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The Jordan Volunteers: The Race Before Us

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The Jordan Volunteers

The Race Before Us

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The Jordan Project has been a wonderful opportunity. It has also been a long procession of firsts in my life: first time overseas, first time living in a foreign country, first time working with special needs children and, as of April 8th, my first marathon. A big part of the Jordan Project is leaving a legacy, both for the people we serve here and also for future volunteers. So it was that I decided to follow in the footsteps (literally) of last year’s volunteers by competing in the Dead Sea Marathon.

Webster’s Online defines a marathon specifically as “a footrace run on an open course usually of 26 miles 385 yards (42.2 kilometers)” and generally as “something (as an event, activity, or session) characterized by great length or concentrated effort.” Indeed the marathon can be seen as a type of the struggle of life—especially for the Christian life. Running as an analogy for the Christian life has been popular since the earliest times—phrases like, “Let us run with endurance the race that is set before us” (Hebrews 12:1) are very much a part of the Christian tradition.

The bible often uses types and symbols to help us better understand spiritual concepts, and this is a great exam- ple. The marathon—like life—is a long and often arduous journey. Like life, it is not a sprint and can only be completed through much effort. The trials and hardships experienced during it cannot be predicted ahead of time; it requires planning and timing, patience and endurance.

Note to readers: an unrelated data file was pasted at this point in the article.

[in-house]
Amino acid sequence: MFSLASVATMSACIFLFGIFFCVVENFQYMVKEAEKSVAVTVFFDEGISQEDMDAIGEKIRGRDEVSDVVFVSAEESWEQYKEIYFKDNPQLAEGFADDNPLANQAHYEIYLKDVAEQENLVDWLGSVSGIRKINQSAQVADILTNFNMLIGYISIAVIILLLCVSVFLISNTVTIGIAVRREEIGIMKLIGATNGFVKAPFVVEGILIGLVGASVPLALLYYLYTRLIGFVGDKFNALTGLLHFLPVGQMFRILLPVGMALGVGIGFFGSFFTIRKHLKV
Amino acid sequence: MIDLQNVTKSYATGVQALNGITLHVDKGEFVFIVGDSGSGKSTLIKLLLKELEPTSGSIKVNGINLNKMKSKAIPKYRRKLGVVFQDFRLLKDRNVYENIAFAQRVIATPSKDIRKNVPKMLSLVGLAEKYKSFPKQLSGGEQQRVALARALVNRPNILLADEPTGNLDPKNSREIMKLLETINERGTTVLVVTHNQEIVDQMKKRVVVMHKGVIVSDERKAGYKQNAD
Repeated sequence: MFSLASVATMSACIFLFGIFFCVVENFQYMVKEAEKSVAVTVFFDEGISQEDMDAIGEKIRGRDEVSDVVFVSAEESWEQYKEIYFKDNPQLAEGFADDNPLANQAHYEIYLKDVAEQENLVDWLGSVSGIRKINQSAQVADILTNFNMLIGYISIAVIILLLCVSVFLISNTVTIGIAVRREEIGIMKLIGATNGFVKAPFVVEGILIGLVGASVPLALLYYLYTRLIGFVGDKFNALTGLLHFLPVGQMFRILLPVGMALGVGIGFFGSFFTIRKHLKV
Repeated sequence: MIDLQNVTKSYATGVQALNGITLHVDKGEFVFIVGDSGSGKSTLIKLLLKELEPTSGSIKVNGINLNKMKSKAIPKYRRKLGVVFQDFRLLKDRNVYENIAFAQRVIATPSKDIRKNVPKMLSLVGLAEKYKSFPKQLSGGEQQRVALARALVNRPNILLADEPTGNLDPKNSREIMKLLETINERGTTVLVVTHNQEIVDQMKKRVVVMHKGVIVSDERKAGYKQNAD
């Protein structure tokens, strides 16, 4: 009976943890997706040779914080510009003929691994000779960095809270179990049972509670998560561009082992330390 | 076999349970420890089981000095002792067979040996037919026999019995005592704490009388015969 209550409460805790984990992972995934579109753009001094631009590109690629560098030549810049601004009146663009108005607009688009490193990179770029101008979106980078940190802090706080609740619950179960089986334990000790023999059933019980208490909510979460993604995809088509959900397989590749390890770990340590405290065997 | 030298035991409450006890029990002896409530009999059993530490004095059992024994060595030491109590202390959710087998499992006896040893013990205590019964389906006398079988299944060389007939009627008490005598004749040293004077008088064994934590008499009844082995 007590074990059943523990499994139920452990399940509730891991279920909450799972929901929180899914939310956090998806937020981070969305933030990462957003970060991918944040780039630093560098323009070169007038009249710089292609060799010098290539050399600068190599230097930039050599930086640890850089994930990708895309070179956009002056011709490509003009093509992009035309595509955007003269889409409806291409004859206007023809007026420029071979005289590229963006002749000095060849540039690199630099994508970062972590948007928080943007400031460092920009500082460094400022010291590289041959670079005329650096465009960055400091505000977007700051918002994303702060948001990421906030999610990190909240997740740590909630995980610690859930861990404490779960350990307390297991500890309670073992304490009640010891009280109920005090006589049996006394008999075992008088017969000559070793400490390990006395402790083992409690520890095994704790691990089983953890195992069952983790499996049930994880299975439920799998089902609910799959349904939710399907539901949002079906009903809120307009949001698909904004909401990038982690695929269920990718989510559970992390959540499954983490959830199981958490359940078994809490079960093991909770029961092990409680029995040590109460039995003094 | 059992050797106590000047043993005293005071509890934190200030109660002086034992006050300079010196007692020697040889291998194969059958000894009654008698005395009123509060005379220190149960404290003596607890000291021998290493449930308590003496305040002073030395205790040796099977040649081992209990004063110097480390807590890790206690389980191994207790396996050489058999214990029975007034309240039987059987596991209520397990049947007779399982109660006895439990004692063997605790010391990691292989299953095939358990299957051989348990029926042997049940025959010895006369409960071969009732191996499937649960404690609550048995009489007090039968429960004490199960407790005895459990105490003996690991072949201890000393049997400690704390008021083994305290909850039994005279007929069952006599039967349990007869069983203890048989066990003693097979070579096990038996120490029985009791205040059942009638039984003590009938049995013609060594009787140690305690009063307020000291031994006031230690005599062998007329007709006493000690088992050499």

The Shorts of Truth

This analogy works well in the general sense, but perhaps even better in a more specific sense. Specifically, the marathon symbolizes any major trial that stretches us to the limits of our endurance. The keys to finishing this figurative marathon are the same as those for a real one: preparation and determination. The first part of this is having and maintaining the proper equipment. For a runner, these are shirt,
shorts and a trusty pair of shoes. Modifying the list found in Ephesians 6 for the running analogy, our essential equipment might be the shorts of truth, the shirt of righteousness and the shoes of the preparation of the gospel of peace.

Another crucial factor is training. Runners diligently follow a program of small runs, building up gradually to race day. Likewise, Christians build the character and endurance to overcome large trials through the small trials and setbacks of life. Making the most out of these small, often daily tests strengthens us spiritually so we can confidently endure the larger ones that come along less frequently. An additional aspect is maintaining proper nutrition, both before
and during the race. For a Christian, this is a healthy diet of the Word of God and staying hydrated with the Holy Spirit. Without these, our strength doesn’t last long, and we fall far short of reaching our goal.

Our goal in the specific sense is to successfully overcome our trials, becoming ever stronger through them. And in the general sense, our goal is nothing less than eternal life in the very family of God. Concerning this goal, notice what the apostle Paul says: “Do you not know that those who run in a race all run, but one receives the prize? Run in such a way that you may obtain it. And everyone who competes for the prize is temperate in all things. Now they do it to obtain a perishable crown, but we for an imperishable crown” (1 Corinthians 9:24-25).

Always Overcome

As every trial in life has its end, so too did my marathon: after hours of pounding the pavement in the heat, I ran across the finish line. My marathon here in Jordan was a trying but rewarding experience, made possible because of careful and committed preparation. Likewise, our Christian marathons can be successful and rewarding if we prepare and dedicate ourselves to the task of overcoming. As we do this, let us all echo Paul when he said, “Forgetting those things which are behind and reaching forward to those things which are ahead, I press toward the goal for the prize of the upward call of God in Christ Jesus” (Philippians 3:13-14).